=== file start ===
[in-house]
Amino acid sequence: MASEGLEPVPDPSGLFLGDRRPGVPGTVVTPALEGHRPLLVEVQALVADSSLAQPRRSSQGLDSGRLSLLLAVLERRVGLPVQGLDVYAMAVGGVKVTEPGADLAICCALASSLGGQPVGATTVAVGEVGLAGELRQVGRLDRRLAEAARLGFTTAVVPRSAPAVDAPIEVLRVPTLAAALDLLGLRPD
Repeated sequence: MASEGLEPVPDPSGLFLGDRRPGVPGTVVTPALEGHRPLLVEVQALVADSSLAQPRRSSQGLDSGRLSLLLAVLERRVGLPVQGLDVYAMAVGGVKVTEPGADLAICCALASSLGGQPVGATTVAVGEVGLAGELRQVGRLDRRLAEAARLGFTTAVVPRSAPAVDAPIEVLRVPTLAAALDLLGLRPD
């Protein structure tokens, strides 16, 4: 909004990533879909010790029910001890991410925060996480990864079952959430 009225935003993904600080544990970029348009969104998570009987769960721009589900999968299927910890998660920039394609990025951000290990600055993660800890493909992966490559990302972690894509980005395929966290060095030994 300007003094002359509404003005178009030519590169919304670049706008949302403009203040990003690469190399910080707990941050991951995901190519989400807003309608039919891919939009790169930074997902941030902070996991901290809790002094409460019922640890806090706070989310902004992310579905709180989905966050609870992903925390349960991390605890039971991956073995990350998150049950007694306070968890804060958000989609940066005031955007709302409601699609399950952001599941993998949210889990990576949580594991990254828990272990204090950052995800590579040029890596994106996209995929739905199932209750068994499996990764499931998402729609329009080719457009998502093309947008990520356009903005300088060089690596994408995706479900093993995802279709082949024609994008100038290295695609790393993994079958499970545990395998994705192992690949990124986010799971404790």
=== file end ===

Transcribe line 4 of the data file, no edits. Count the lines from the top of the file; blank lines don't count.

């Protein structure tokens, strides 16, 4: 909004990533879909010790029910001890991410925060996480990864079952959430 009225935003993904600080544990970029348009969104998570009987769960721009589900999968299927910890998660920039394609990025951000290990600055993660800890493909992966490559990302972690894509980005395929966290060095030994 300007003094002359509404003005178009030519590169919304670049706008949302403009203040990003690469190399910080707990941050991951995901190519989400807003309608039919891919939009790169930074997902941030902070996991901290809790002094409460019922640890806090706070989310902004992310579905709180989905966050609870992903925390349960991390605890039971991956073995990350998150049950007694306070968890804060958000989609940066005031955007709302409601699609399950952001599941993998949210889990990576949580594991990254828990272990204090950052995800590579040029890596994106996209995929739905199932209750068994499996990764499931998402729609329009080719457009998502093309947008990520356009903005300088060089690596994408995706479900093993995802279709082949024609994008100038290295695609790393993994079958499970545990395998994705192992690949990124986010799971404790």